Enfield certainly needs more homes. There are many people, especially young people, who need homes of their own. So what they need is affordable homes. The redevelopment of Chase Farm is an opportunity to provide those homes yet the Council has accepted that only 13% of the 500 need to be affordable – rather than the 40% usually required.
The Royal Free claims that 13% is more that it can really afford and has shared the calculations (technically the Financial Viability Assessment) with the Council officers. But only the officers. Planning Committee members can’t see them and neither can we – the public – even though it’s our NHS negotiating with our Council! And this is despite judgements by the Information Commissioner and the relevant Tribunal in a case in Greenwich and in at least four other cases that the calculations should be published. The tribunal judge said publication of the calculations “would enrich the debate on an issue of considerable public importance”.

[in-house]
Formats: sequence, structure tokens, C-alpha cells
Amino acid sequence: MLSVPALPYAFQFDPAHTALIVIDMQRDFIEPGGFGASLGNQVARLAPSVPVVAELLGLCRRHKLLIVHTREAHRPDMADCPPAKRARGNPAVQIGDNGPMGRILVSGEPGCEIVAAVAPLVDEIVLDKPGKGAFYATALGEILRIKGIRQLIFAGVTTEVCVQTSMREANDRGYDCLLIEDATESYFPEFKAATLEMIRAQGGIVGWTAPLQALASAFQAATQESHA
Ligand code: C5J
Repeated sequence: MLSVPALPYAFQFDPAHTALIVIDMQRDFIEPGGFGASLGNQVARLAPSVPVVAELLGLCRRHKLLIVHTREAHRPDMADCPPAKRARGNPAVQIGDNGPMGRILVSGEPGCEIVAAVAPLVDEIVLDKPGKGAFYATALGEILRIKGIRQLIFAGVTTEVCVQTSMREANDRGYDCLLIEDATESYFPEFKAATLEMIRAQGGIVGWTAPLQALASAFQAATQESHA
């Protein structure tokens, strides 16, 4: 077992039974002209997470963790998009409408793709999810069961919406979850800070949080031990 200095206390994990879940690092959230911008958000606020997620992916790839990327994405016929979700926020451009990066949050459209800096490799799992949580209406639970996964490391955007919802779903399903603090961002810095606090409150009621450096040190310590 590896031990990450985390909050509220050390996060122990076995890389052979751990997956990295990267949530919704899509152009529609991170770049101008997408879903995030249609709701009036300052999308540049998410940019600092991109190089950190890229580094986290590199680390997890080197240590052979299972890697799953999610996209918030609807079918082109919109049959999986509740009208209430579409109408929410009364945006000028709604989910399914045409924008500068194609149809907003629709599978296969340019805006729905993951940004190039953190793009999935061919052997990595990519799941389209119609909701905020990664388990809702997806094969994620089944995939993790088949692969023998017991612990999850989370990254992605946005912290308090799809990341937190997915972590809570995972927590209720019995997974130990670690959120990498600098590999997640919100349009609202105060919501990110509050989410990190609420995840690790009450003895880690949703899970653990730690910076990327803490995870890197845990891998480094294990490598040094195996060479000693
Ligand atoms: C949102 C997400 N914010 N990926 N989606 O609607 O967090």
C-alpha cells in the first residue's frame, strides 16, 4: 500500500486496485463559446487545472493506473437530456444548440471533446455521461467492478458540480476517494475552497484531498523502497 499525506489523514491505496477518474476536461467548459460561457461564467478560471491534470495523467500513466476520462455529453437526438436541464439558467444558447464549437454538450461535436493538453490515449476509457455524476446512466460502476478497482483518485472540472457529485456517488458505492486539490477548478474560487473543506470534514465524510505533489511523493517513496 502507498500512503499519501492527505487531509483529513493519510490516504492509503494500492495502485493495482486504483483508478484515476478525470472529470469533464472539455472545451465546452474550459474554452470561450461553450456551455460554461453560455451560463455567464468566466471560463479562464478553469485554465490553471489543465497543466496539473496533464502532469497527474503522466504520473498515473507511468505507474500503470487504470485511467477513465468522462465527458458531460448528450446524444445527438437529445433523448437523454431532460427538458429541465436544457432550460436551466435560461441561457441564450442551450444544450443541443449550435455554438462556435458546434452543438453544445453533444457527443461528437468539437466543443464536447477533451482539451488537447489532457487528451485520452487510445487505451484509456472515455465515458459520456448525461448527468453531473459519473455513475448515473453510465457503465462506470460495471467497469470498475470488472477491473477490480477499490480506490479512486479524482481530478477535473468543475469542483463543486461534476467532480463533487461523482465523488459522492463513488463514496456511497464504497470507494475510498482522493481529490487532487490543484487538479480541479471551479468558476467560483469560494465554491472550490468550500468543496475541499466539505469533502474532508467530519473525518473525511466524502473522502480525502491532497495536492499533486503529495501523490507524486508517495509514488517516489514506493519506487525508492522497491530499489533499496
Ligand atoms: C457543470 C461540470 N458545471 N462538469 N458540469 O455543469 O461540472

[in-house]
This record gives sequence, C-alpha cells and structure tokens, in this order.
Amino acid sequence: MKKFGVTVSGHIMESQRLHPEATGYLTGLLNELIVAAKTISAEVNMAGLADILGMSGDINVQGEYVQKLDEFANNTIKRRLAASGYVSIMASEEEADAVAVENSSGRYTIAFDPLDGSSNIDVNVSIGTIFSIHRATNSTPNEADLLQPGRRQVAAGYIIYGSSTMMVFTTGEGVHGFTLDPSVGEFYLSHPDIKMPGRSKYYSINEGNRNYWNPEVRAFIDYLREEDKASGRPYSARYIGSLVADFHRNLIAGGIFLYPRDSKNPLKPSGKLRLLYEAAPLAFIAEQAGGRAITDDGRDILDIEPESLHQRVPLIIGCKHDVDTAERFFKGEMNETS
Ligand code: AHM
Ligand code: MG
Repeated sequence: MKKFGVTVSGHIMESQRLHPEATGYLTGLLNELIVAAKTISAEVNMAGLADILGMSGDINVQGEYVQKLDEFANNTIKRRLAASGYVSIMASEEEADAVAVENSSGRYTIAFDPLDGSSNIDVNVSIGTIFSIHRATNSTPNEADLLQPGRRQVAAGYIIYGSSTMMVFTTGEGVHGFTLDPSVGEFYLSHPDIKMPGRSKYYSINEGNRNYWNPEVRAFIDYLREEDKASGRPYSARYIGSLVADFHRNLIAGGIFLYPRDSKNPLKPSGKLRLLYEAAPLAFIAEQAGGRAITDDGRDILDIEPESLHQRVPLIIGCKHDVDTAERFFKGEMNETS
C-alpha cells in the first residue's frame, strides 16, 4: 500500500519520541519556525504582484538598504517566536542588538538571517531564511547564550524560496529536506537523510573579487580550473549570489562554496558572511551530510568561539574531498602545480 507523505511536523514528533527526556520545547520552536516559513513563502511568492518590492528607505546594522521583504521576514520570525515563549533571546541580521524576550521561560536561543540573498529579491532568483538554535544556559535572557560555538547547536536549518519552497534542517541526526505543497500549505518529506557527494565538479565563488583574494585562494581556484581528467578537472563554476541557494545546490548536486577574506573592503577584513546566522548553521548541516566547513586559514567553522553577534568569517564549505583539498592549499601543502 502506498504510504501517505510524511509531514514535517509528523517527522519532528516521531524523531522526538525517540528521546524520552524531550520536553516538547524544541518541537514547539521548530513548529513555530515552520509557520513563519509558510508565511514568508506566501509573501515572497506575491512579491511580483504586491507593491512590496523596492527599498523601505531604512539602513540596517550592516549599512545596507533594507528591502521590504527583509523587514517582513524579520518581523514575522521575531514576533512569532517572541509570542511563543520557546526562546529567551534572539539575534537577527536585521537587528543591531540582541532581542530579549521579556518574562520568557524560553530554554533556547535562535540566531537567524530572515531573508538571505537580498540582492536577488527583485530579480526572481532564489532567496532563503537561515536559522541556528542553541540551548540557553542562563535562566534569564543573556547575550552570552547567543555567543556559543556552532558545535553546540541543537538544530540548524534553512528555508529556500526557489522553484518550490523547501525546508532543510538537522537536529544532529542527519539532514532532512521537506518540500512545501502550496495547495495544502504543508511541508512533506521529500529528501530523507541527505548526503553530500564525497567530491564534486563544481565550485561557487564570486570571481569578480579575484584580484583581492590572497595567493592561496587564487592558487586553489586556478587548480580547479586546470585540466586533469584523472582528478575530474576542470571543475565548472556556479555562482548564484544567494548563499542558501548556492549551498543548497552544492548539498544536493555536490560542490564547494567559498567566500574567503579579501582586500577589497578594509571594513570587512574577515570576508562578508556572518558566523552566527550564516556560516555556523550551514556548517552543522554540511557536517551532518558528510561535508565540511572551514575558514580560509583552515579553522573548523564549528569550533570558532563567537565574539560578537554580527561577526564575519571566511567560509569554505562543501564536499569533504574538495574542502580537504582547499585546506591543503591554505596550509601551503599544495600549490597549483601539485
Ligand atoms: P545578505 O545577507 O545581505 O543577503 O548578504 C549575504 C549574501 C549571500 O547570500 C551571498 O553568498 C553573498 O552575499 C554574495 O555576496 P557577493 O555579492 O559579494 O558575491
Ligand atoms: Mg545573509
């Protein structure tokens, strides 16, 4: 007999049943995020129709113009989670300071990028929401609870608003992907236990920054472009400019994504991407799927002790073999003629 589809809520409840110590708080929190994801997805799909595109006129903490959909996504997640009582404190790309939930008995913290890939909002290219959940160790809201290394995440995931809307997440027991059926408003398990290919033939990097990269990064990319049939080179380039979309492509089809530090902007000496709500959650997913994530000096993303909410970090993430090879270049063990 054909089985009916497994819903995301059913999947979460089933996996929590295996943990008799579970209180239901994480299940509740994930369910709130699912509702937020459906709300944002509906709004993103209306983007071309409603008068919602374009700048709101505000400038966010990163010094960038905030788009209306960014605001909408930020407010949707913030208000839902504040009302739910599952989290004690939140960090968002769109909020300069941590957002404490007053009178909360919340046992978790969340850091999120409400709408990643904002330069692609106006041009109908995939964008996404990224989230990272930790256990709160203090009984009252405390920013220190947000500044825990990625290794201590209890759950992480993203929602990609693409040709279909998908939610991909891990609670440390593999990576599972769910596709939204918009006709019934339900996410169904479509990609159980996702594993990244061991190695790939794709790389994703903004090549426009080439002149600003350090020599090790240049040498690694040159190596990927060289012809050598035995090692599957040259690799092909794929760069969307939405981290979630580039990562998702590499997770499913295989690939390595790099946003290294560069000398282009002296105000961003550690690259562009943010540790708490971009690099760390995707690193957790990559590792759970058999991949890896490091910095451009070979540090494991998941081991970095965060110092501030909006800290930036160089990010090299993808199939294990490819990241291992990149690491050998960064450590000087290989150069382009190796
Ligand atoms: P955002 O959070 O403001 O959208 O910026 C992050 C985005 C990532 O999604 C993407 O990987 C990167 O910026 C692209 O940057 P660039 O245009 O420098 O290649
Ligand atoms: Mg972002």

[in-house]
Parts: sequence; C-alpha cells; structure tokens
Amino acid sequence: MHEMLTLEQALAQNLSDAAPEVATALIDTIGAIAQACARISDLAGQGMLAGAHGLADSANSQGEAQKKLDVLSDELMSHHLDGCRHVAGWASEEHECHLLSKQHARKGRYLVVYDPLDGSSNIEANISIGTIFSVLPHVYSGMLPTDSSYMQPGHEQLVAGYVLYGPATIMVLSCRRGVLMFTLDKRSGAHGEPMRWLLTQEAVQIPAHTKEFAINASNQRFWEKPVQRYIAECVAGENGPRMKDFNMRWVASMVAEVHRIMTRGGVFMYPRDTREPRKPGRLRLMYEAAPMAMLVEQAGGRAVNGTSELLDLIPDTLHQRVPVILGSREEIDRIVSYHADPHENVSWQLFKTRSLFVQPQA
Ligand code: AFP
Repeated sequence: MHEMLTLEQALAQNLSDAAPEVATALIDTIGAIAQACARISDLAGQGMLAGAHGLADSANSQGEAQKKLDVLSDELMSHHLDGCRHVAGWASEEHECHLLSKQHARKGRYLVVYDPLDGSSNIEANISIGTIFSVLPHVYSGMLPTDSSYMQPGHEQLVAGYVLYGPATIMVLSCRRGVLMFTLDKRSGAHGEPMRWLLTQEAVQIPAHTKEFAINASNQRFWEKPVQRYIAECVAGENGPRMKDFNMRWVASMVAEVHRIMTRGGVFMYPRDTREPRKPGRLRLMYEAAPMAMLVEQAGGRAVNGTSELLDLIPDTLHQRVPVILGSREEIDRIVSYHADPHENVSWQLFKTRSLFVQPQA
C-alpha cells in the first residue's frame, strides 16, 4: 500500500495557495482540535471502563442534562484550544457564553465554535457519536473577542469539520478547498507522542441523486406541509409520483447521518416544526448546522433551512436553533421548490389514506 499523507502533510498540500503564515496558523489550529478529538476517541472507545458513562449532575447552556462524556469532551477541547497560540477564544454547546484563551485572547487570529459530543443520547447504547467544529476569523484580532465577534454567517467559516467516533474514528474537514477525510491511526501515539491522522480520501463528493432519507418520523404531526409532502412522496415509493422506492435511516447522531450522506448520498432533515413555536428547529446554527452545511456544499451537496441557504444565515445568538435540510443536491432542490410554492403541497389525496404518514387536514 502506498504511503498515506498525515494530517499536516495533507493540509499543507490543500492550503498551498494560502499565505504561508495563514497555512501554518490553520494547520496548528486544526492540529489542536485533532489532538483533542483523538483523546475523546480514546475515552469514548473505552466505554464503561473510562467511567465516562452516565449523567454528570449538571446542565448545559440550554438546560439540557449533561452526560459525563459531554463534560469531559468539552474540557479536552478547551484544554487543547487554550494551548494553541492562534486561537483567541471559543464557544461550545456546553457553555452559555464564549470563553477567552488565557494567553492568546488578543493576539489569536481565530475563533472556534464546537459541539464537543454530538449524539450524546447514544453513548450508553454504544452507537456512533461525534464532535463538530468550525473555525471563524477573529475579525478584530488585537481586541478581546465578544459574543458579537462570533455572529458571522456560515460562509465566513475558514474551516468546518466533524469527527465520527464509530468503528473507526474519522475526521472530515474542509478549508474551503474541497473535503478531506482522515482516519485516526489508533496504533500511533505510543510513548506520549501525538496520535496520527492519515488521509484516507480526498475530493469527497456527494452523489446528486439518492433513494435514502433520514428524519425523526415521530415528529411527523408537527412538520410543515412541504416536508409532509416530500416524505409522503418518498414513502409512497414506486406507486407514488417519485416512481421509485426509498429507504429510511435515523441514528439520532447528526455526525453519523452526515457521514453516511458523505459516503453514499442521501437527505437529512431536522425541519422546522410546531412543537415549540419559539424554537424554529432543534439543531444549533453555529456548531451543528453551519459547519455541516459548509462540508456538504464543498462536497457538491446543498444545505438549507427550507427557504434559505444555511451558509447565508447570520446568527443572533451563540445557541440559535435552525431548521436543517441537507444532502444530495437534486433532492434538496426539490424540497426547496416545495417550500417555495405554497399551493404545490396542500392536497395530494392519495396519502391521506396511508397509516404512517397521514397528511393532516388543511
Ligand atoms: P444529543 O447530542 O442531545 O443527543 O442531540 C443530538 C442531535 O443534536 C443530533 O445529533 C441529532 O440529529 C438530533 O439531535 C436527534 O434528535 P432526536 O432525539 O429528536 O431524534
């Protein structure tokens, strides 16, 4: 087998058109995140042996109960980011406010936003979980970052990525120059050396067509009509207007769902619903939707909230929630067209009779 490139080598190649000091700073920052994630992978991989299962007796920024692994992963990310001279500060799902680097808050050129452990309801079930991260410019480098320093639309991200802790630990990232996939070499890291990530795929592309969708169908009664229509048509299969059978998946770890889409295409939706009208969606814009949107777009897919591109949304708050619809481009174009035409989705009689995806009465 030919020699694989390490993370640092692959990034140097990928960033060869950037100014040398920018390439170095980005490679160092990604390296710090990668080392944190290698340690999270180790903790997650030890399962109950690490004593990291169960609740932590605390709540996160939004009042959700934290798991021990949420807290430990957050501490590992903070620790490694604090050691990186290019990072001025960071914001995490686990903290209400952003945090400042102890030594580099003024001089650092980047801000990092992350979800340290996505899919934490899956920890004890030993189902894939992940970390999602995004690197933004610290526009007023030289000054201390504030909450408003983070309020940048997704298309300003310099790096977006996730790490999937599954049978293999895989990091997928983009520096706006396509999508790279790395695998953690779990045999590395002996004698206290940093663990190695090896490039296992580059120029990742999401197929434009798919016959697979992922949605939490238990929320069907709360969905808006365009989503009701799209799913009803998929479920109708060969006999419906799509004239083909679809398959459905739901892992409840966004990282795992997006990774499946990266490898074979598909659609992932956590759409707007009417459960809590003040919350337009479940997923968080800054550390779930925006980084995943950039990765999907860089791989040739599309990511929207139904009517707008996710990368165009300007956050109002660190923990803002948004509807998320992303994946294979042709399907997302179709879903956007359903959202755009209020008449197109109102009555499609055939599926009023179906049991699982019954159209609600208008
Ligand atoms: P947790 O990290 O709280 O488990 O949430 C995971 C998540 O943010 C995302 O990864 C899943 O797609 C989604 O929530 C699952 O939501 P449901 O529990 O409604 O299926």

The issue here is transparency versus secrecy. Whether two public bodies should be able to reach a private understanding to keep key facts from the public. And it is the result of a drift towards NHS privatisation which obliges a world-class hospital to think like a property developer.
It appears that elected politicians – the democratically elected servants of the people – must take lessons in accountability from an unelected and unaccountable judge.
Call me naïve if you will – but I think that’s wrong.
It’s not too late to publish.